Noname is correct. There are two known forms of temporal paradoxes. They are the consistency paradox an example being the grandfather scenerio you speak of. The second type of paradox is the bootstrap paradox. This type of paradox is like what Noname was saying, if an oldman gives me a time machine and some time in the far future, I go back in time and give my younger self the time machine then who invented the time machine, this is a bootstrap paradox.
I am sure there may in fact be other paradoxes but these are the two general classes which place the most limiting constraint in scientist's minds about whether time travel is in fact possible.

OK then, it is possible to change history without creating a paradox. This is how you do it...
1] Go back in time. For this situation the journey will be back a few hundred years in an attempt to advance technology (that's the original idea that this was for).
2] Give the technology to someone (for preference without them seeing you)
3] The clever part. Along with technology you leave instructions that once technology has reached a level that wll allow someone to travel back in time, they should send back either more advanced technology or EXACTLY THE SAME technology.
In this way the same technology gets sent back, so there is never a time at which the technology has not been sent back so a paradox cannot occur.

To Fred: This would probably creates a paradox too...

Lots of inventions have change our lifes, simple as electricity, cars, airplane. If you put an other invention on top of that (or certain ressources that may create one) you'll change this current time, creating a paradox. By example, you go back in time, about 150 years and give your time travel plans to the genius of the year. He looks at the plan and than understand many electromagnetic "facts" that haven't been discovered so far(...), one day, your encestors may use one of his "new" inventions. If they do that they change the futur, and maybe you grant-grant-mother won't sleep with her men because there's electricity and she prefer to read at night, feaking the "headache". So you will never born, and will never be able to travel back with your time travel machine.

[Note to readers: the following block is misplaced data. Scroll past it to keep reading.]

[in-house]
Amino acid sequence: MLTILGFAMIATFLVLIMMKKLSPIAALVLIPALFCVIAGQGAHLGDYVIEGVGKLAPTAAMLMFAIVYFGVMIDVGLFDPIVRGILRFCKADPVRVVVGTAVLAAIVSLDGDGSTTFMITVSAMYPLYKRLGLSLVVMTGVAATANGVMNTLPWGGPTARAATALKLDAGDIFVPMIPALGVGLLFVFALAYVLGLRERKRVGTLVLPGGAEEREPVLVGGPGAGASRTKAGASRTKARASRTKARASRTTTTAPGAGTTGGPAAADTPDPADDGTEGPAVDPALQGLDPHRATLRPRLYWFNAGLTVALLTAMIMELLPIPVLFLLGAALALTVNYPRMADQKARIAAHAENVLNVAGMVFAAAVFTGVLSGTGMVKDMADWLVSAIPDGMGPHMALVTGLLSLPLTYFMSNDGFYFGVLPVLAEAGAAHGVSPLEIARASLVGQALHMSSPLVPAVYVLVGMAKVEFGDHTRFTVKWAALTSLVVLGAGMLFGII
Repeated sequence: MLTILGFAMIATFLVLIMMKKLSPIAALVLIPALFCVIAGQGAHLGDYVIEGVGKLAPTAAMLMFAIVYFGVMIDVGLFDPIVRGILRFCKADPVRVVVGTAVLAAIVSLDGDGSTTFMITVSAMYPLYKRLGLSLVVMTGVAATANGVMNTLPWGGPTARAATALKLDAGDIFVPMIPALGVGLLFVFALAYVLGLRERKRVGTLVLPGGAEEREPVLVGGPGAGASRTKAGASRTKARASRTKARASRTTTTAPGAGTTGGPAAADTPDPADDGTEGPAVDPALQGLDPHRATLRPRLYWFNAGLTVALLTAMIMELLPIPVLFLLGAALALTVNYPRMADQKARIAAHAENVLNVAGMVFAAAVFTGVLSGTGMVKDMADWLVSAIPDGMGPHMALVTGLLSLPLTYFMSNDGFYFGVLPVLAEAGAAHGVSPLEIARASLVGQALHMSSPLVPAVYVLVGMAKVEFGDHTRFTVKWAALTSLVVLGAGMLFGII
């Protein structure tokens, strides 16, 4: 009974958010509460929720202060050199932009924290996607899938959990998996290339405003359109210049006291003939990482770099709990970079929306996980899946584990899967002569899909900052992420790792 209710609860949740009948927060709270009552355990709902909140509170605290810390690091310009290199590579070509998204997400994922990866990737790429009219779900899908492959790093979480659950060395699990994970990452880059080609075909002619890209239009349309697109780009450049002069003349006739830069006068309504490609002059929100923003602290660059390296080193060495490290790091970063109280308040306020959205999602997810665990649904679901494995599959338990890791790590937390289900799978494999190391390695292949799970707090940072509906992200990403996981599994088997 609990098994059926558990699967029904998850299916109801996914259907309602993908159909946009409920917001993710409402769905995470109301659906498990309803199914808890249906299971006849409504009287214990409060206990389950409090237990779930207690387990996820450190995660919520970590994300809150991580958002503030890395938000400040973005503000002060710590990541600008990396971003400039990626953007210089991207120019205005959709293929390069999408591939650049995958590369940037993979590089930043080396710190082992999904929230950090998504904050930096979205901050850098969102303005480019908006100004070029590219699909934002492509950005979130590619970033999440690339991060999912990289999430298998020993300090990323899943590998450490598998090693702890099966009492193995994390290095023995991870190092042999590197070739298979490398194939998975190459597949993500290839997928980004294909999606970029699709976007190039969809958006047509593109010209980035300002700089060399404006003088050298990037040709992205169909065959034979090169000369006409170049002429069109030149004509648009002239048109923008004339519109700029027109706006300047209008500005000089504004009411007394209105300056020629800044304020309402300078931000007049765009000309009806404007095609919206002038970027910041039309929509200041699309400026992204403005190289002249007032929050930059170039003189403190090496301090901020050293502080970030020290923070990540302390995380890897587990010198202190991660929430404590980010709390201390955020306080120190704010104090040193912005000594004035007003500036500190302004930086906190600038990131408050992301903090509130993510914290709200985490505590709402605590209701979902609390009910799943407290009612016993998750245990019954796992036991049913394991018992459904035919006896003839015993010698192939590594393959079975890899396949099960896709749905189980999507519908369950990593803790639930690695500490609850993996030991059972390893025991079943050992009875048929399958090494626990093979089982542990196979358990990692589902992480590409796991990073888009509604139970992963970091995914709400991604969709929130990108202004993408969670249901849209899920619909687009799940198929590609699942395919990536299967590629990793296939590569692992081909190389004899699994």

In conclusion, to evitate paradox, the simpliest way would be to travel to the futur or to travel backward in "safe" mode, with less contact and interaction "0", the same "rules" as in 'Back To The Futur'.

It seems to me that you can't change the
past as it is predetermined. To explain
further I will give an example. Say for
arguements sake that you are able to travel
to the past and change something about it.

You haven't actually changed or altered
anything at all as it was always meant to be.
<font color="blue"> [/COLOR]

Here is a time travel situation that involves no paradoxes, and allows for tangible proof to the time traveler that he traveled back in time.
A time traveler, named Marvin, transports himself back in time just to see the past. He brings with him many modern conveiniances such as a lighter, a taser, video equiptment, one of those nifty singing bass things, and anything else he feels he may need. He arrives in Europe appearing in front of a young King Aurthor, Aurthor takes him to be a wizard, as anyone in those days would seeing a man appear from thin air. Marvin decides he likes Aurthor and helps him become king using some of his futuristic devices.
So it is recorded that Marvin the Wizard helped bring Aurthor to the thrown. Through time Marvin's name is changed to Marlin symbolic of the fish he brought with him. Which later becomes Merlin, just because the English love changing a's to e's. (True story, compare names from differant peroids of time in English culture and you will see.)
A while after Marvin returns he reads the book The Once and Future King, and realizes that he is the Wizard Merlin.